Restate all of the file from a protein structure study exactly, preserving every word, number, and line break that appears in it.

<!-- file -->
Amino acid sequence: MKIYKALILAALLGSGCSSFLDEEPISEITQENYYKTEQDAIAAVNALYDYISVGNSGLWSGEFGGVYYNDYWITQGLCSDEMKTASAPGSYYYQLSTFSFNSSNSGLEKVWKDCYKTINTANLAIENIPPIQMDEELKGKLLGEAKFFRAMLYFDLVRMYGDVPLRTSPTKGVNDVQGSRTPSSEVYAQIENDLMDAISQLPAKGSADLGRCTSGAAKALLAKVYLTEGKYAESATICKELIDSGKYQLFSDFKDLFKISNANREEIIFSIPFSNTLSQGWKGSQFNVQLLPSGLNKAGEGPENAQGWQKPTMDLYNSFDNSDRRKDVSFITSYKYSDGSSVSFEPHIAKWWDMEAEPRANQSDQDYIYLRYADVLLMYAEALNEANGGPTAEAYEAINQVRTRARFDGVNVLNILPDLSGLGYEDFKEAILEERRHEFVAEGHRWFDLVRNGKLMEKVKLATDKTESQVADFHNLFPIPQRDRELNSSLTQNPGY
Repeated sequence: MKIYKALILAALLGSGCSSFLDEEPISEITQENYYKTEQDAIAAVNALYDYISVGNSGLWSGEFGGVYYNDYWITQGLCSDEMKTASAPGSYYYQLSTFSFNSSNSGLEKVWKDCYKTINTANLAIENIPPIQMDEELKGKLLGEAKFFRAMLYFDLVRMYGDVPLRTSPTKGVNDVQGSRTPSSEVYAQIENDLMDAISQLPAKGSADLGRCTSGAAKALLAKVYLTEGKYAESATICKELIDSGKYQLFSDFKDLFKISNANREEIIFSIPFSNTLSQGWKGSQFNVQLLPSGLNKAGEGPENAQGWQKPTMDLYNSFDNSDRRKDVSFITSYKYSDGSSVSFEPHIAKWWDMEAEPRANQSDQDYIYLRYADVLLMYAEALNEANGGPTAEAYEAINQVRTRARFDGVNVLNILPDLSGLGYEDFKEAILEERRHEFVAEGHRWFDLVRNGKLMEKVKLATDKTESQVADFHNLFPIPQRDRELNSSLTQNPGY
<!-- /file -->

Amino acid sequence: MKIYKALILAALLGSGCSSFLDEEPISEITQENYYKTEQDAIAAVNALYDYISVGNSGLWSGEFGGVYYNDYWITQGLCSDEMKTASAPGSYYYQLSTFSFNSSNSGLEKVWKDCYKTINTANLAIENIPPIQMDEELKGKLLGEAKFFRAMLYFDLVRMYGDVPLRTSPTKGVNDVQGSRTPSSEVYAQIENDLMDAISQLPAKGSADLGRCTSGAAKALLAKVYLTEGKYAESATICKELIDSGKYQLFSDFKDLFKISNANREEIIFSIPFSNTLSQGWKGSQFNVQLLPSGLNKAGEGPENAQGWQKPTMDLYNSFDNSDRRKDVSFITSYKYSDGSSVSFEPHIAKWWDMEAEPRANQSDQDYIYLRYADVLLMYAEALNEANGGPTAEAYEAINQVRTRARFDGVNVLNILPDLSGLGYEDFKEAILEERRHEFVAEGHRWFDLVRNGKLMEKVKLATDKTESQVADFHNLFPIPQRDRELNSSLTQNPGY
Repeated sequence: MKIYKALILAALLGSGCSSFLDEEPISEITQENYYKTEQDAIAAVNALYDYISVGNSGLWSGEFGGVYYNDYWITQGLCSDEMKTASAPGSYYYQLSTFSFNSSNSGLEKVWKDCYKTINTANLAIENIPPIQMDEELKGKLLGEAKFFRAMLYFDLVRMYGDVPLRTSPTKGVNDVQGSRTPSSEVYAQIENDLMDAISQLPAKGSADLGRCTSGAAKALLAKVYLTEGKYAESATICKELIDSGKYQLFSDFKDLFKISNANREEIIFSIPFSNTLSQGWKGSQFNVQLLPSGLNKAGEGPENAQGWQKPTMDLYNSFDNSDRRKDVSFITSYKYSDGSSVSFEPHIAKWWDMEAEPRANQSDQDYIYLRYADVLLMYAEALNEANGGPTAEAYEAINQVRTRARFDGVNVLNILPDLSGLGYEDFKEAILEERRHEFVAEGHRWFDLVRNGKLMEKVKLATDKTESQVADFHNLFPIPQRDRELNSSLTQNPGY